EYEWITNESS NEWS (WBRE/WYOU) — We’re getting a breakdown Thursday night on funding headed to Pennsylvania from the $1 trillion Infrastructure Bill signed into law this week.
Eyewitness News spoke with Senator Bob Casey (D) Pennsylvania about how Pennsylvania and its residents will benefit.
Just how bad are Pennsylvania’s bridges? According to the Annual Highway Report, the Keystone State lands in the bottom five nationally for a second straight year.
“We’ve got hundreds of bridges that are in poor condition just in Lackawanna and Luzerne County,” Senator Casey said.
And many more across the rest of northeastern and central Pennsylvania. But now, the commonwealth will receive $1.6 billion earmarked just for bridge repair and replacement through the Infrastructure Bill that is now law.
“There’s no question that bridges will be at or near the top of that list,” Casey said.
Several billion dollars will also go toward fixing rough Pennsylvania roads which will likely result in PennDOT tackling more projects. Also on the ‘to do’ list? Replacing 160,000 lead water service lines which can contaminate water carried into homes, businesses and schools. Pennsylvania will receive $1.4 billion over the next five years for water infrastructure.
“All of these infrastructure investments will help as well when it comes to mitigation, that we have so many floods in northeastern Pennsylvania over time. You know that. You’ve covered it,” Casey said.
Another major investment? About $3 billion targeted to reclaim abandoned mines which impact surrounding waterways.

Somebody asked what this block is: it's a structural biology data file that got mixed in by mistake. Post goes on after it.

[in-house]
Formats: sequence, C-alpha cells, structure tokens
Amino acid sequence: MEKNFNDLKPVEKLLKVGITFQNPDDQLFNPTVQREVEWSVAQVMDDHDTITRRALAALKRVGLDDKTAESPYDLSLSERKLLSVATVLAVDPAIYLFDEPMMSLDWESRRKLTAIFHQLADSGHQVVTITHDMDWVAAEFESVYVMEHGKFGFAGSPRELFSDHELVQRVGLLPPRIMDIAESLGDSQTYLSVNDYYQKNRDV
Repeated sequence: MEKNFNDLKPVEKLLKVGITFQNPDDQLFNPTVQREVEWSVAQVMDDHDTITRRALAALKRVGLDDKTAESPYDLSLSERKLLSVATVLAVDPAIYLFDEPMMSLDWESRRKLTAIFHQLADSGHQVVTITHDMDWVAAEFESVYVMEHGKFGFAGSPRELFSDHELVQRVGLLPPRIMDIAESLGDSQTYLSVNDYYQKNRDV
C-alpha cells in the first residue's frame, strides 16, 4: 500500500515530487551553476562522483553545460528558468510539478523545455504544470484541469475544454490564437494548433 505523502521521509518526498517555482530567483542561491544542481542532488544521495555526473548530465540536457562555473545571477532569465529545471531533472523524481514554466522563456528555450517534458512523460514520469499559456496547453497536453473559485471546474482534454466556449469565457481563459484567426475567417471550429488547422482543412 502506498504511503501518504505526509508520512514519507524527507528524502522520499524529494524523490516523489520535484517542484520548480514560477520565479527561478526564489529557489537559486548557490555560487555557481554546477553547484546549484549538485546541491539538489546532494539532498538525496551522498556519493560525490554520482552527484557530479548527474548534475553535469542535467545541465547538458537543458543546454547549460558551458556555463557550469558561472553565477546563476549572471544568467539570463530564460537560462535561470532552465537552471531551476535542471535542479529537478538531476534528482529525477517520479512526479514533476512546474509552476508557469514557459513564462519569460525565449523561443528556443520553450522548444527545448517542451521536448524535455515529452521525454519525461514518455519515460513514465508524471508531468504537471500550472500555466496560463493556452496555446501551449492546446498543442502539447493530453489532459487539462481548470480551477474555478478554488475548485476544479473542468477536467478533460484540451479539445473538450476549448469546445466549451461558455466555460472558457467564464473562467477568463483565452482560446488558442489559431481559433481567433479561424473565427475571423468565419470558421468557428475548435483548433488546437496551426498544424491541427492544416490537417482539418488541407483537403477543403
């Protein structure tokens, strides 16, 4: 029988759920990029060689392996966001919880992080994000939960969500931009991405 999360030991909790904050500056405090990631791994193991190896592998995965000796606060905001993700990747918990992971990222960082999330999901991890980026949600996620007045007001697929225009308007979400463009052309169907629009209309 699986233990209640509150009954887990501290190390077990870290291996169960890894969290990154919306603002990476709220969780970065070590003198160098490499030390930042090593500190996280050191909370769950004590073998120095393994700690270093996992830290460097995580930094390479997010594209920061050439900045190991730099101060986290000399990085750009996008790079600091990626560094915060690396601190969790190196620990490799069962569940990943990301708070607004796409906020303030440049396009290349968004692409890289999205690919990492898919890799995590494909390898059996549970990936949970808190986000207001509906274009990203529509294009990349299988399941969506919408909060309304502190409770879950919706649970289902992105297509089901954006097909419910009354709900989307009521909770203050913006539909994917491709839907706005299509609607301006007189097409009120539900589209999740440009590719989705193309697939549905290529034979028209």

“By one estimate, you’ve got at least 43 counties out of our 67 where you have just the abandoned mine lands problem. So this kind of investment is going to help us enormously,” Casey said.
Pennsylvanians can expect improved rail infrastructure with $12 billion earmarked for new Amtrak intercity service to help connect Scranton, Allentown and Reading to New York City. Overall, Pennsylvania will receive well more than $20 billion for infrastructure needs.
“When you go down the list, Mark, there’s probably places where I would say that you need more money here or more money there but it is a substantial investment,” Casey said.
The infrastructure funding will help Pennsylvania reclaim abandoned gas wells, expand internet access, and provide weatherization for low-income Pennsylvanians to cut energy costs.
The federal infrastructure funds for Pennsylvania will be spread out over five years.